Trevor is a comedian, but this is not a funny book. It's a bit more heartbreaking as it details the hardships of apartheid Trevor and his family went through.

Mr. Noah is the narrator. He is an excellent communicator so the book was very enjoyable. I could have listened for many more hours. I was kind of sad the book had ended, wanting to learn more about the rest of his story and wanting to hear more from him.

His story is inspirational in that he became very successful in spite of the challenges he faced. It's a great story about the sacrifices his mom made and the education she gave him to make him the man he is today. There are many lessons in the book but they are not explicit.

This is easily a book I can recommend, but it does not make the must-listen-to list.

0 of 17 people found this review helpful

  • Here I Stand

  • A Life of Martin Luther
  • By: Roland H. Bainton
  • Narrated by: Tom Weiner
  • Length: 11 hrs and 16 mins
  • Unabridged
  • Overall
    4.5 out of 5 stars 394
  • Performance
    4.5 out of 5 stars 350
  • Story
    4.5 out of 5 stars 348

Martin Luther entered a monastery as a youth and as a man shattered the structure of the medieval church, speaking out against the corrupt religious practices of the time. His demand that the authority for doctrine and practice be scriptures, rather than popes or councils, echoed around the world and ignited the great Reformation. Accused of heresy and threatened with excommunication and death, Luther maintained his bold stand and refused to recant. In his crusade to eliminate religious abuses, he did more than any other man to establish the Protestant faith.

  • 5 out of 5 stars
  • The classic Luther Biography well read.

  • By Rindt on 01-14-13

Interesting and useful but long and too detailed

Overall
2 out of 5 stars
Performance
3 out of 5 stars
Story
2 out of 5 stars

Reviewed: 01-11-19

This is a good book. I am not an expert on Martin Luther hut the book felt very complete, properly researched and accurate. It avoids judgment by trying to state facts and events in a fair and independent tone, for the most part. I learned a lot about Martin Luther and the evolution of Christianity.

My first problem with the book is the monotonous tone of the narrator, who follows a set rhythm that makes you want to sleep. It is mostly devoid of emotion and emphasis.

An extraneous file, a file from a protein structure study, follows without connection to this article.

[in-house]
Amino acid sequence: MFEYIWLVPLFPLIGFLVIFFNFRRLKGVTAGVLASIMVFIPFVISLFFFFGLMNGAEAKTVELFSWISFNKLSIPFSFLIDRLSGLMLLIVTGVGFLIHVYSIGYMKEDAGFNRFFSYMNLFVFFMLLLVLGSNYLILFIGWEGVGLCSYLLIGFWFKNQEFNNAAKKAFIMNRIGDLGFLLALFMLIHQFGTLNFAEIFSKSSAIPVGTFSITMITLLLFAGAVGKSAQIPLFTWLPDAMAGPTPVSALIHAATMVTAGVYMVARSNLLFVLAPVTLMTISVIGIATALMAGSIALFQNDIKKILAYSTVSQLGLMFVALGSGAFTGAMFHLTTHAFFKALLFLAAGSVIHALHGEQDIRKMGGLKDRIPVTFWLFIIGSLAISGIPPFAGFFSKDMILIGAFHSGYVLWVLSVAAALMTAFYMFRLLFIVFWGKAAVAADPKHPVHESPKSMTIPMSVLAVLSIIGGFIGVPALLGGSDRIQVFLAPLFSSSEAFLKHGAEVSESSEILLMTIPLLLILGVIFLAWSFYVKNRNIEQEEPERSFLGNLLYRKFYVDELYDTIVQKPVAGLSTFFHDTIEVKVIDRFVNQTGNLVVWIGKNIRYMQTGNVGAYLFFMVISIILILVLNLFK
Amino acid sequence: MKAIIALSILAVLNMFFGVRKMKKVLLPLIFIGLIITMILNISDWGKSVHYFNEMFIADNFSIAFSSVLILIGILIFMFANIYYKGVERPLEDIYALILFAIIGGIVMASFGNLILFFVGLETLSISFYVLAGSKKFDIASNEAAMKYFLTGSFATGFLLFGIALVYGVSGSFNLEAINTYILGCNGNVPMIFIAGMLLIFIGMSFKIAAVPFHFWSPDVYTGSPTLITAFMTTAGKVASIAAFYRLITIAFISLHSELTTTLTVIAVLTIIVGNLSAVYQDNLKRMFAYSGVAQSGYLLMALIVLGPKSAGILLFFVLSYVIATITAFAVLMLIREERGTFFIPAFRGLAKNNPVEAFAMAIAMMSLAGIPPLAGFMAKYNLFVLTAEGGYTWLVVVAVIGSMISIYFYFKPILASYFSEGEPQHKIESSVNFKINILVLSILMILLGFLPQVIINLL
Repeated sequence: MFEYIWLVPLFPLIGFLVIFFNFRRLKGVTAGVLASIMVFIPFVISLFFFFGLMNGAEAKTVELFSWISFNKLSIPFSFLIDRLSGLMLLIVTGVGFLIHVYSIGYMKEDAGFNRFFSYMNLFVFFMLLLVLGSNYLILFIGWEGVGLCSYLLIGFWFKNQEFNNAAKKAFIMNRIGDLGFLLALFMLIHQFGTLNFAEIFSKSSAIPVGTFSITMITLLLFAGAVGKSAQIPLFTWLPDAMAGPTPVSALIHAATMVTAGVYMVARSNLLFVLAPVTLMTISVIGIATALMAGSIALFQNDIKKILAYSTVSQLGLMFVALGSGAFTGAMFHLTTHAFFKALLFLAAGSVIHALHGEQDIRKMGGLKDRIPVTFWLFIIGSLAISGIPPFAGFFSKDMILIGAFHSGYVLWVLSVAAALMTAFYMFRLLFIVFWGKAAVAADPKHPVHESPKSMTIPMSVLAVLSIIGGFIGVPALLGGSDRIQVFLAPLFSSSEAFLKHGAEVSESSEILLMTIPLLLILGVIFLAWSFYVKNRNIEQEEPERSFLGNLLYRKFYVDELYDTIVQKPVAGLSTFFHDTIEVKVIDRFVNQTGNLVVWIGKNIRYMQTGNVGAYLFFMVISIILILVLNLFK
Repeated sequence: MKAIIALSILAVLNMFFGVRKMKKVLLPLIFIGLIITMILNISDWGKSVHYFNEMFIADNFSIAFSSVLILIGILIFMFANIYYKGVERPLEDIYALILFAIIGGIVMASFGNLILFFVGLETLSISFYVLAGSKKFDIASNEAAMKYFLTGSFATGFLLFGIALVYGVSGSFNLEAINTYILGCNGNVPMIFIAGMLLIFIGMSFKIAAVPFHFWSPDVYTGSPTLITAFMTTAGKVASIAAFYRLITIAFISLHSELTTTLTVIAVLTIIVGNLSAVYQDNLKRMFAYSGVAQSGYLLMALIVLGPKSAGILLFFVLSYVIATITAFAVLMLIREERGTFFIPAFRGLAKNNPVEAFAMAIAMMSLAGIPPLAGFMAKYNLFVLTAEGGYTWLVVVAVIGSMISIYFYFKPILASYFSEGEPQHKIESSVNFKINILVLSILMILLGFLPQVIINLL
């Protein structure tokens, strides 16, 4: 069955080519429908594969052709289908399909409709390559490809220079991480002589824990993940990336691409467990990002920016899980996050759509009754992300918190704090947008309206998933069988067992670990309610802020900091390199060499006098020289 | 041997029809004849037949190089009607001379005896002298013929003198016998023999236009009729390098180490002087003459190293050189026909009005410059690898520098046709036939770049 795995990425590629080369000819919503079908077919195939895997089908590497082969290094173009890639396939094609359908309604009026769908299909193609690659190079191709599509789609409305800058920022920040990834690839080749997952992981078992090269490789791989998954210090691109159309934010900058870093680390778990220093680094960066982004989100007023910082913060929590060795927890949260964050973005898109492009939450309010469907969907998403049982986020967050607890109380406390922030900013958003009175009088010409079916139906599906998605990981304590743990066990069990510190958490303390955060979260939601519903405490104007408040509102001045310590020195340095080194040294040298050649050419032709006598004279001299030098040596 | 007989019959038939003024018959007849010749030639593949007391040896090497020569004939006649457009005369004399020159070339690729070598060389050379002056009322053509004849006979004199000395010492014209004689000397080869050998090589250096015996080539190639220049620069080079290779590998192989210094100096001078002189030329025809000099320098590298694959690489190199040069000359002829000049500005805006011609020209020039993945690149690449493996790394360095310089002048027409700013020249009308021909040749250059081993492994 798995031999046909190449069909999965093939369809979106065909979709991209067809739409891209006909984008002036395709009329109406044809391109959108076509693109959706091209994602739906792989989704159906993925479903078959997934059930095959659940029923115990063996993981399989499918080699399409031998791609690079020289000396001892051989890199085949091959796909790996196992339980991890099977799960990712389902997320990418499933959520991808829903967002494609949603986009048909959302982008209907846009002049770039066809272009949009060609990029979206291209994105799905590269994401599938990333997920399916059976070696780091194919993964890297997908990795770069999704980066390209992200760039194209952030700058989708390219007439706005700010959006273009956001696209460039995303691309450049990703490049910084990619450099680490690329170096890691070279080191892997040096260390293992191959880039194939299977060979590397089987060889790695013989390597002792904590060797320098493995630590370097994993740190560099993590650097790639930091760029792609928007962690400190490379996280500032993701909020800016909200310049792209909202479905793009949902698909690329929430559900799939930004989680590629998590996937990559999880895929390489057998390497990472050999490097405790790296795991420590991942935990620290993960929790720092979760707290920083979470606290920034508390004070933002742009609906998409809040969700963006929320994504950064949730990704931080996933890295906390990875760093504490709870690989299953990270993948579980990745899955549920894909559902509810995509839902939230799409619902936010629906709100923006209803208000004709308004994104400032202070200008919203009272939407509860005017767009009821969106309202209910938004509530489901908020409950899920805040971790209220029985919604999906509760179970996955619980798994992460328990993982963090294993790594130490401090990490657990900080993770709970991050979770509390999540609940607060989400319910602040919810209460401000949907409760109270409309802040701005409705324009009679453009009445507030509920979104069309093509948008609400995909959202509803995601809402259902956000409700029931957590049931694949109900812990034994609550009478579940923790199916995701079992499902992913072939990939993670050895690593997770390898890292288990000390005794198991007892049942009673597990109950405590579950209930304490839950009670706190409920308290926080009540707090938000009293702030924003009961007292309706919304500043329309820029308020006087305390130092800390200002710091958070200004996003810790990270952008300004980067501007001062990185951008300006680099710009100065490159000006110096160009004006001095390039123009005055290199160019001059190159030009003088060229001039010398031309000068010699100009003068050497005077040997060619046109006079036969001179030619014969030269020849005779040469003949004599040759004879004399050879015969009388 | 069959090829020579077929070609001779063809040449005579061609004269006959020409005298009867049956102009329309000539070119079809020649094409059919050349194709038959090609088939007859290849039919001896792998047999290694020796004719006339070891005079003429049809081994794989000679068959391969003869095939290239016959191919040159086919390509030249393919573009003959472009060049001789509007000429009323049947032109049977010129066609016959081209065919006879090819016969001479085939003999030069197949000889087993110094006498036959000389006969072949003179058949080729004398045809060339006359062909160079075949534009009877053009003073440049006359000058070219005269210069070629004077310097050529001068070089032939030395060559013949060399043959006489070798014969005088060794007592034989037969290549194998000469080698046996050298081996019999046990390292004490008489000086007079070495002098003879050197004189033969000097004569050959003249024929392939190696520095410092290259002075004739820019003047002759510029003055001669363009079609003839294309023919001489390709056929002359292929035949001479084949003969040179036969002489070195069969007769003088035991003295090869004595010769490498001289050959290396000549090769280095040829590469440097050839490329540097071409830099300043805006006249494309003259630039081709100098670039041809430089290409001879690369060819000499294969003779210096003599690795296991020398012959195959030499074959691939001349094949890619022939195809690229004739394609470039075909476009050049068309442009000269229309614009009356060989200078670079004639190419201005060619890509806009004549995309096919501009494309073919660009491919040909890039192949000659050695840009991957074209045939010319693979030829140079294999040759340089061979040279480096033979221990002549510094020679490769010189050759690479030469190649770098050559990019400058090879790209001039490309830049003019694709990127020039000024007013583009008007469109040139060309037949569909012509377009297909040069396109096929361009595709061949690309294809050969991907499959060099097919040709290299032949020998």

The second problem is the author is at times too focused on stating facts and sharing every detail, as if he wants the book to be very complete and not omit any detail he has researched - instead of telling an enjoyable story. In other words, it is written by an historian, not a storyteller.

Still, it is not a bad book, and I listened to all 11 hours of it. I recommend it with the caveat I have not heard or read a better book on the topic but there might be a more enjoyable, more useful book out there.

0 of 1 people found this review helpful

  • The Development of European Civilization

  • By: Kenneth R. Bartlett, The Great Courses
  • Narrated by: Kenneth R. Bartlett
  • Length: 24 hrs and 32 mins
  • Original Recording
  • Overall
    4.5 out of 5 stars 217
  • Performance
    4.5 out of 5 stars 202
  • Story
    4.5 out of 5 stars 202

In almost every way that matters, historical Europe was the laboratory in which the world you now live in was conceived and tested. And you'll be living with the consequences for the rest of your life. These 48 lectures lead you through the doors of that laboratory and guide you through the development of Europe from the late Middle Ages through the eve of World War II.

  • 5 out of 5 stars
  • 10/10 would recommend

  • By Nat on 05-03-16

Fantastic detailed and insightful European history

Overall
5 out of 5 stars
Performance
5 out of 5 stars
Story
5 out of 5 stars

Reviewed: 01-11-19

I have read and listened to many history books. This was easily one of the best.

The lecturer is knowledgeable and passionate. His narration was enjoyable. Even though there was a lot of detail, I was never bored during the 24 hours and 32 minutes.

More importantly, I learned a lot. Professor Bartlett provides context and a unique point of view as he explains not only the historical events, but how the mindset and knowledge of the Europeans evolved across the past few centuries.

It's really an amazing feat to condense so much history and so much knowledge in only 24 hours. I highly recommend this book.